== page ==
Type: TV (26 episodes)
Reviews @ Archen's Anime Page
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Neon Genesis Evangelion
Shinji Ikari is a 15 year old boy who has many issues in his life. His mother died long ago and he hates his father. But he also strives for some sort of acknowledgment by his father as well. But when his father expects him to pilot some giant robot called an Evangelion, Shinji isn't really up to it. However the city of Tokyo 3 was built as a fortress to protect the future of mankind from the beings known as angels. And as it would happen an angel appears right when Shinji is in Tokyo 3. So in the end Shinji does end up being the pilot for the Evangelion.
But his turmoils don't end there. His guardian is Major Misato Katsuragi, who is fairly collected at work, is also a party girl and somewhat of a slob at home. His colleague and fellow pilot Rei Ayanami is just all out weird. And then there was the arrival of another pilot: Asuka, who is determined to show up Shinji at every turn.
But at each turn the Angels provide new challenges. Each one of the 18 is different from the last. And this isn't a game; for if the Angels breach Tokyo 3, then the world will come to an end. There are other mysteries as well. What exactly IS the organization called NERV? What are the angels and what do they want? What exactly is an Evangelion?
Although only the Evangelions can defeat the angels, Shinji has a difficult time justifying being a pilot. He also struggles within himself for various reasons, most of which limit his abilities to pilot the Evangelion. In the end it may come up to Shinji to save the world, but will he be up to it by the time the world needs saving?
Anime as an industry goes through various cycles of stagnation, and in 1995 it seemed like the LAST thing anime needed was yet another giant robot title. That's probably why Evangelion came so unexpectedly out of nowhere and blew everyone away, reaching new heights in popularity. While a title can't be everything to everyone, Evangelion got about as close as anime ever could. At its core it's a giant robot mecha anime with plenty of action. It's also got plenty of drama, comedy, and even philosophy. On top of all that it's glued together with this conspiracy plot that borrows Christian religious elements and fuses them together with an apocalyptic sci-fi story.
Another big strength of this title lies within its cast of characters, some of which are the most recognized in anime. Rei Ayanami alone is possibly the most influential character ever created scary as that is. Evangelion goes a step father than just having diverse and interesting characters, and develops them to an level that few titles touch on. Many of the characters have experienced various levels of trauma in their lives, and this is sometimes portrayed in ways that can be disturbing. The central focus of the show is Shinji Ikari, but we don't just get to know Shinji with his history and actions, but get a look deep into his mind. His doubts, hopes and fears, as well as his inconsistency and realizations.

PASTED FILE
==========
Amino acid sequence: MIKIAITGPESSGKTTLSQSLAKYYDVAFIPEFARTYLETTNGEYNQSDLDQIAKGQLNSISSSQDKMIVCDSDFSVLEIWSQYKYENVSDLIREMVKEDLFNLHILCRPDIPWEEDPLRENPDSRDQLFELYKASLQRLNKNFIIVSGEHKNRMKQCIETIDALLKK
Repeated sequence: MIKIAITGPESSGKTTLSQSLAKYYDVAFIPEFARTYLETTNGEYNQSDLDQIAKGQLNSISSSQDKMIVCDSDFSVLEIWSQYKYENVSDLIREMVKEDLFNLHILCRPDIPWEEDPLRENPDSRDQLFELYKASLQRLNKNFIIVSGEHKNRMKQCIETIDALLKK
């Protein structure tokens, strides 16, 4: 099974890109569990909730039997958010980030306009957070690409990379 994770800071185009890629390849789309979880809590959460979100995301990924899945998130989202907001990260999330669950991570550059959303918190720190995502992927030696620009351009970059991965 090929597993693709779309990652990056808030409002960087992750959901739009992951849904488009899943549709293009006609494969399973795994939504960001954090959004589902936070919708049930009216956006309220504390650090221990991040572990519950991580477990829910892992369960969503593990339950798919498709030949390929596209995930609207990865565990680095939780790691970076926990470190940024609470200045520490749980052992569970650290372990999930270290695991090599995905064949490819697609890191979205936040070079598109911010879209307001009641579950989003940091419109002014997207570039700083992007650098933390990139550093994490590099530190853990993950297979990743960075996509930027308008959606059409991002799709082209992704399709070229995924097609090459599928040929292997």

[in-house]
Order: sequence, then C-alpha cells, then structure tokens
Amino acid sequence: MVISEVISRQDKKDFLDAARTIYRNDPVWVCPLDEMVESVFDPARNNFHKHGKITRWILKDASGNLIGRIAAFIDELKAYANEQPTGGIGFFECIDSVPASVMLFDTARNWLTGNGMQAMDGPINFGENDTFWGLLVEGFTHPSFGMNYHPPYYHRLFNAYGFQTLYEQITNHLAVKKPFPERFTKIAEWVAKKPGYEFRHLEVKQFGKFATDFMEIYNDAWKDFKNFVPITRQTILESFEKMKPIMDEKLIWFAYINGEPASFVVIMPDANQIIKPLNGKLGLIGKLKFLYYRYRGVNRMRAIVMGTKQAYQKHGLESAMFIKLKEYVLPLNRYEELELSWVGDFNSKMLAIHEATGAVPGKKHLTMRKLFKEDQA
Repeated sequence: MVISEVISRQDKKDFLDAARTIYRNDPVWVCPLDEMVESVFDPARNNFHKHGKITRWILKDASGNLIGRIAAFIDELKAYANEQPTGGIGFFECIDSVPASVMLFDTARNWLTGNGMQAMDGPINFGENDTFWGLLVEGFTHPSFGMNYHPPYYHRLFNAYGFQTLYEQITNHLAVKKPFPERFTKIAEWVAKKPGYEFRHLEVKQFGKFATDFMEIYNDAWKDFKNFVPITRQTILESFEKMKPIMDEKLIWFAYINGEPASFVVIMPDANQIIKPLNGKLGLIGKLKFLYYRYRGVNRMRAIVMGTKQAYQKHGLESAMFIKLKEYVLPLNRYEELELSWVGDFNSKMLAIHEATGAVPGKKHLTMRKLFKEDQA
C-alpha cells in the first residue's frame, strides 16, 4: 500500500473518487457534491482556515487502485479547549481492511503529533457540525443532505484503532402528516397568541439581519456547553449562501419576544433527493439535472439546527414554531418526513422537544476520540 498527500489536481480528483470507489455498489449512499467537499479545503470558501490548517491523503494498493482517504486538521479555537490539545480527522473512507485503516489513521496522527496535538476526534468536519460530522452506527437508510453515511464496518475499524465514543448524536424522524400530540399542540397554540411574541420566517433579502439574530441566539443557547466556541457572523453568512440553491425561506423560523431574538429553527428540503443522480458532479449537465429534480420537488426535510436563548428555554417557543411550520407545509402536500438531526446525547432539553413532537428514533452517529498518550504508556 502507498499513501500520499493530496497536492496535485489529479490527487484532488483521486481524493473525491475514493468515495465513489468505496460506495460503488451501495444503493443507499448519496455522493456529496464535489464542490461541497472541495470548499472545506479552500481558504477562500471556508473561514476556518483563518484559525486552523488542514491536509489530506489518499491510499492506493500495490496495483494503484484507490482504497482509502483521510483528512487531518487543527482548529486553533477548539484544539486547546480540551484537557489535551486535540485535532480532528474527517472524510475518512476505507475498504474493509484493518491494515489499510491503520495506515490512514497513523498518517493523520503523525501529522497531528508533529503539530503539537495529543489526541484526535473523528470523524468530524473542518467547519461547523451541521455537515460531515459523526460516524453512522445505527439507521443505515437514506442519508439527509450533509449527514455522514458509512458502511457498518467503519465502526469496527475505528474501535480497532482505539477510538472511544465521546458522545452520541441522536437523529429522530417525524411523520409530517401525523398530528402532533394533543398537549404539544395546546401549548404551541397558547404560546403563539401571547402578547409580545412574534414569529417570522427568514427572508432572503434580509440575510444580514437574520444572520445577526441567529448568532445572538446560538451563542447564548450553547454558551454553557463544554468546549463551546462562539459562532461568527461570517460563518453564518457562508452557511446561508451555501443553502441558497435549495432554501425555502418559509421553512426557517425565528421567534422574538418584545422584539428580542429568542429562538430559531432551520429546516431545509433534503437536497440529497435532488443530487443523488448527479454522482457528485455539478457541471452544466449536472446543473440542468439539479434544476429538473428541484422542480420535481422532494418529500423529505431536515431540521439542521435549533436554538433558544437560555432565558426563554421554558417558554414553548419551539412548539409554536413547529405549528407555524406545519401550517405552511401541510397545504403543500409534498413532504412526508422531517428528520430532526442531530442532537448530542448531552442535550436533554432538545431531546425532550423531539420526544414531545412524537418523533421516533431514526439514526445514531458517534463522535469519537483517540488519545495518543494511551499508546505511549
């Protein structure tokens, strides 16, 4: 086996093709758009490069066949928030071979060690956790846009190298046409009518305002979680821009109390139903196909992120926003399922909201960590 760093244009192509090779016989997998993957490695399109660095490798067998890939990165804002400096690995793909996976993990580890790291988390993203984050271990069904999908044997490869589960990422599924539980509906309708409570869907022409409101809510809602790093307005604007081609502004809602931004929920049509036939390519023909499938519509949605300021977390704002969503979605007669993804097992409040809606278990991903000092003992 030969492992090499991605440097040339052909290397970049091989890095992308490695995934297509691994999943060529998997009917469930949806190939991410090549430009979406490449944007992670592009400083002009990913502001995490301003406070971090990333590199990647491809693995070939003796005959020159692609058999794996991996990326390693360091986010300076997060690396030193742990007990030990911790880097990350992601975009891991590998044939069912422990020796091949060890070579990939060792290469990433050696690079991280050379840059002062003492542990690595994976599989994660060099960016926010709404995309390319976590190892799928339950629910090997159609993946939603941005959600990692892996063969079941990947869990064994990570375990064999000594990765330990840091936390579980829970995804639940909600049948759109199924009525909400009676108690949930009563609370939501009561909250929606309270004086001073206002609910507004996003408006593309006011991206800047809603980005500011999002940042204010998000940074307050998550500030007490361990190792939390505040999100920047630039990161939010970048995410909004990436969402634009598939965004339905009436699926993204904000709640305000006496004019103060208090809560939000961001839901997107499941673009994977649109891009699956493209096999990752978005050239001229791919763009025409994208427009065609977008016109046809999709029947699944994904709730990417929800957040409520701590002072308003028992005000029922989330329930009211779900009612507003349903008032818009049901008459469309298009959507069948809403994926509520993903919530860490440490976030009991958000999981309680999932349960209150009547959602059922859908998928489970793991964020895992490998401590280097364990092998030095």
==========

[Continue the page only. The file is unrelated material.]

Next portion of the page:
Evangelion is also a step apart with very abstract visuals and editing, which artistically speaking is very impressive. While cutting edge, it can also be a bit hard for many to digest, but even for those not into artsy weird stuff, Evangelion has more than enough badass action sequences to keep you glued to the screen. One of the scenes I remember most in anime was Shinji and Misato standing at a train station in silence. Nothing happens. It goes from a pause, to an uncomfortable silence. And still nothing happens. This stretches on for so long that the lack of animation and dialog draws attention to itself in a gutsy way I've not seen done in anime before or since.
Evangelion also comes up with a lot of interesting comedy, which is much more abundant in the beginning, but tapers off towards the end, where it shifts to a much more abstract philosophical focus. This culminated with an ending which many fans of the anime hated (I liked it personally, it's one of the few endings I remember so vividly).
Evangelion is popular, but for good reason as it appeals to a wide audience. If you're into anime it's unlikely you won't find something here you like, however how much you enjoy it has a lot to do with how many elements are to your taste. If you like absolutely everything, this will be one of your favorite titles, but I'd say that even in the worst case scenario as an anime fan, you'll be hard pressed to hate it. Most people tend to score around liking, or loving it, but fall short of rabid adoration: nearly everyone has at least one thing about it that they weren't particular on. Being as influential as it is, Evangelion is a classic any well rounded anime fan should watch, but aside from that is a great series worth viewing on its own merits.
Ritsuko: Shinji, how does it feel to pilot Unit 0?
Shinji: Kinda weird... it smells like Rei
Asuka: It smells like WHAT?!
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